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Weekly Market Report - September 12, 2019

How Opportunity Zones and Co-Working Spaces Joined Forces

While opportunity zones were created to increase development in troubled neighborhoods, some areas are finding it hard to interest new tenants for its new properties. One way these developers are filling their spaces are renting out the space to co-working companies. In the first six months of 2019, co-working space accounted for more than 10.1 million SF nationally. This idea is drawing more potential clients to properties, including start-ups and established companies who are looking for short term space. Also, investors can defer taxes on capital gains that are “invested in a qualified opportunity zone fund until December 31, 2026”. The opportunity zone program was created as a part of the federal tax overhaul in December 2017. Because of this, there are now more than 8,700 zones nationwide.


Jeff Bezos is Now in NYC

In February, Amazon decided not to pursue their plans for building a headquarters in Long Island City, which New Yorkers celebrated. However, Jeff Bezos still wanted to leave his mark in NYC. In the past quarter, he closed the biggest residential sale with spending $80 million on three units at 212 Fifth Avenue. While he lives in Seattle, these three units combined gives him over 17,000 SF and 12 bedrooms to relax in when he’s in the city.


Working from Home Becoming the New Norm

Recently, workers all over the country have been moving out of bigger cities to smaller, cheaper ones – and they are taking their jobs with them. In 2017, 5.3% of adults in metro areas, between 500k and 3 million people worked from home. That is a 3.7% increase from the previous decade. Some smaller regions see remote workers as a way to lure people in who otherwise wouldn’t move there. While this has brought a boom to these cities, it does come with a few downsides, for example fast-rising home prices, more traffic, and one big downside is that these people are technically not joining their new community’s workforce.


Net-lease Sector at an All Time High

From increasing demand from both foreign and domestic investors for office and industrial assets, U.S. net-lease investments are outpacing the broader commercial real estate market in 2019. Net-lease investments, which include office, industrial and retail properties, rose 17.2% year-over-year in the first half of 2019 to $33.4 billion. The total commercial real estate volume growth was 13.4%. In Q2 2019, the net-lease investment was the second-highest quarterly total on record at $20.6 billion and up 33.8%. For the year-ending Q2 2019, it totaled $74.2 billion, the highest fourth quarter since 2002. This high volume “is a byproduct of an aggressive capital market environment coupled with an influx of capital, both foreign and domestic, seeking compelling risk-adjusted returns”. The volume in Q2 2019 was driven by the gains in the office sector (65.7%) and retail (52.2%), while industrial stayed at .6%.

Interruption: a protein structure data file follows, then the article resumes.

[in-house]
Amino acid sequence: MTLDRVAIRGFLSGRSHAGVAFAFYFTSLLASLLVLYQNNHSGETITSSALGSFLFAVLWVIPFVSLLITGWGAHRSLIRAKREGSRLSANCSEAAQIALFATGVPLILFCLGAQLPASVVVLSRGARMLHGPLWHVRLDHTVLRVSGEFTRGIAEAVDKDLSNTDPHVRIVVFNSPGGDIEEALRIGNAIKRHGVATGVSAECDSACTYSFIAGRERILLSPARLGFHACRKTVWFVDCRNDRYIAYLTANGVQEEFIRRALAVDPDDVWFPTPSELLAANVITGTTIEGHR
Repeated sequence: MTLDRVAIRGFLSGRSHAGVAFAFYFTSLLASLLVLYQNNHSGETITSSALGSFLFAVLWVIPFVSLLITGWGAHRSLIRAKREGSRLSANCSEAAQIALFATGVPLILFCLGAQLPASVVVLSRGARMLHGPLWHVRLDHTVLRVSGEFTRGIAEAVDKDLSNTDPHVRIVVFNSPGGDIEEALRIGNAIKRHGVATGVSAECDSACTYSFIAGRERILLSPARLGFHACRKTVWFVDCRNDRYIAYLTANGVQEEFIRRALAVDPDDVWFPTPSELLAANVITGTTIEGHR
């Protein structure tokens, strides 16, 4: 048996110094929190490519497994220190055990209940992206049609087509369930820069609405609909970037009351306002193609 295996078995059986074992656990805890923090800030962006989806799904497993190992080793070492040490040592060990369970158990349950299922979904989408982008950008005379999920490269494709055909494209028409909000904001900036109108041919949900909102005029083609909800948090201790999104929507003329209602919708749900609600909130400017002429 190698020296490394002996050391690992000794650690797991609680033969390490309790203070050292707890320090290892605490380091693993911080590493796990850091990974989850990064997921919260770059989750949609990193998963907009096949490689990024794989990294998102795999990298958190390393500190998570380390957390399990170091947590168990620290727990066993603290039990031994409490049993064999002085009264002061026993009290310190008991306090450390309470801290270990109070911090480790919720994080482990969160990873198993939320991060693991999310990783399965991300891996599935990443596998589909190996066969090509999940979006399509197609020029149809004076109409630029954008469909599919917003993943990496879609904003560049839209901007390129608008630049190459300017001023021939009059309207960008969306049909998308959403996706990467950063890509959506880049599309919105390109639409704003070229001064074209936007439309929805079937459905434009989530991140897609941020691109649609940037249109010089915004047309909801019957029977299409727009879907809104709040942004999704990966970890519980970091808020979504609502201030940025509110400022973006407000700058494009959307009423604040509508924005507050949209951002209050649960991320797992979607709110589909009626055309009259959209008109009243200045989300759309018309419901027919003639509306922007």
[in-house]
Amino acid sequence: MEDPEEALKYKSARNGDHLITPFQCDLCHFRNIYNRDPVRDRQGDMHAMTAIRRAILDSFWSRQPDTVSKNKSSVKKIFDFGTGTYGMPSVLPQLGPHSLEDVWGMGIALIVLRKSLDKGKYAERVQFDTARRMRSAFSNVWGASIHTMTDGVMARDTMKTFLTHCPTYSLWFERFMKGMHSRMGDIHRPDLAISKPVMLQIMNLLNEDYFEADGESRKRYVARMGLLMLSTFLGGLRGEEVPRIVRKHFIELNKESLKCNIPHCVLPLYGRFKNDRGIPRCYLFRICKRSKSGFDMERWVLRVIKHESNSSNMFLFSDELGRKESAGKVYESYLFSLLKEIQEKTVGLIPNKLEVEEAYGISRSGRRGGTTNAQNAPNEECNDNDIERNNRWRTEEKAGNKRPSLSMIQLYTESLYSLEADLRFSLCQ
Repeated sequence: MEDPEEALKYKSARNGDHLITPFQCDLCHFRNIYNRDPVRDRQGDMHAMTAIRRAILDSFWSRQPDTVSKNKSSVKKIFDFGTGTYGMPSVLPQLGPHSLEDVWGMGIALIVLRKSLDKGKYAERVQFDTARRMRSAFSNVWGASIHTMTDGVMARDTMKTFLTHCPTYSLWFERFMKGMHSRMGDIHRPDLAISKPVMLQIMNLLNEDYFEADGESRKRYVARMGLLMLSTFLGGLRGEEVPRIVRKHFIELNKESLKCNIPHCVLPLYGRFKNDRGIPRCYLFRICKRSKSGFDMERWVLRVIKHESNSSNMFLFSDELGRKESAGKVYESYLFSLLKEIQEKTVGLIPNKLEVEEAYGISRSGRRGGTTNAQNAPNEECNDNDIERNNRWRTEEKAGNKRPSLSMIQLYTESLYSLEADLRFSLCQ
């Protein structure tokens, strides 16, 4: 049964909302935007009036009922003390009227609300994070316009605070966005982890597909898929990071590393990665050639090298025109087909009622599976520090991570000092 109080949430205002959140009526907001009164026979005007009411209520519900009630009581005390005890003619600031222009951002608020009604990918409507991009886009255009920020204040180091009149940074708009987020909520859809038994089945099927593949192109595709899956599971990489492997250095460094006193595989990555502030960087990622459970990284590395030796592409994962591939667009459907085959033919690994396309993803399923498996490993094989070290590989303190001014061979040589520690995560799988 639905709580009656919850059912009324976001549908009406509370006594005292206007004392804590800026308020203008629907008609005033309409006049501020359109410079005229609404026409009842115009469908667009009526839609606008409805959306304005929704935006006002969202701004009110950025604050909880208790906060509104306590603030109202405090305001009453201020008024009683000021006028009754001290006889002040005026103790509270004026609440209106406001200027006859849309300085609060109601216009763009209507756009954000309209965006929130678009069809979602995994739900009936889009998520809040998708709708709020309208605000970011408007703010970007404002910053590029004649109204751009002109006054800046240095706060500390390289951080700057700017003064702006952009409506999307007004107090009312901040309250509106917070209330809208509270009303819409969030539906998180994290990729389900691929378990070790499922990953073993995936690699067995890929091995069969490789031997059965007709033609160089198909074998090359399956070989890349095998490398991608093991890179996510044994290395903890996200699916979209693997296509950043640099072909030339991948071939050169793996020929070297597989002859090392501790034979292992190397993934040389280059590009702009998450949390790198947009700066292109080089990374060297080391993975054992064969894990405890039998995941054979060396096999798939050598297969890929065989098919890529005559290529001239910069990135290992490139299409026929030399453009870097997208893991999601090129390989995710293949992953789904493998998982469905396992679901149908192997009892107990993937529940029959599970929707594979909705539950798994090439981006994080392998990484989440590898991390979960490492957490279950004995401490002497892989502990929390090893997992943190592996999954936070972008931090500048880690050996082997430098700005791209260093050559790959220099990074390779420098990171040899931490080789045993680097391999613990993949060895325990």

Knotel Eyes the Big Picture

Amol Sarva, co-founder of Knotel, says the company is continuing to revolutionize. Sarva said flex office space can grow to compromise 30% of the market by 2030. Knotel’s goal is different than other co-working companies: “They are offering flexible office space to enterprises, rather than three-person companies, through partnerships with landlords and brokers in profit sharing agreements”. He also said that they are looking for new market opportunities to expand abroad in cities like Sao Paulo, Madrid, and Paris. It currently has a footprint of 4 million SF worldwide. Recently, Knotel completed its Series C funding round, which brought the company to “unicorn status” with a valuation of over $1.3 billion.

$15B in New Jobs Underway in NYC

In the first half of 2019, six of the top 10 U.S. metro markets for commercial and multifamily construction registered greater activity compared to a year ago. Construction during the first half of 2019 was down 6 percent from last years $107.4 billion to $101.4 billion. In the New York NY metro area, with $15 billion, it stayed as the number one ranking by dollar volume, even though it decreased 8 percent from a year ago. Several large projects boosted NY’s first half of 2018 total, which included Hudson Yards Spiral office tower at $1.8 billion. In 2019, the creation of the TSX Broadway Hotel in Times Square came in at $1.1 billion. Commercial and multifamily include office buildings, stores, hotels, warehouses, commercial garages, and multifamily housing.


Major Landlords are Leaving NY

New York developers and owners are thinking about leaving the city. Gary Barnett, one of the city’s most prolific builders, has moved to other markets, such as Vail, CL; Park City, UT, and Dallas. JDS Development developer Michael Stern moved to Florida last year and is now focusing on Miami, while still finishing his New York slate. Steve Witkoff, landlord, has moved his residency to Florida and is building in Las Vegas as well. Gatsby Enterprises, a private, family-controlled real estate firm that owns several Manhattan apartment buildings and commercial properties, just purchased a building in Miami where they will focus and prioritize its investments.


One big change that is forcing these big players to move is the rent regulation law that passed in June and a law that passed in Albany, which raised the transfer tax on multi-million-dollar homes. Developers have complained about how communities and elected officials have interrupted projects that have been put in opportunity zones. Extell Development has been sued over an 800 ft wall. JDS Development was sued to block three apartment towers to be built, and the company lost after a Supreme Court judge ruled with the city.

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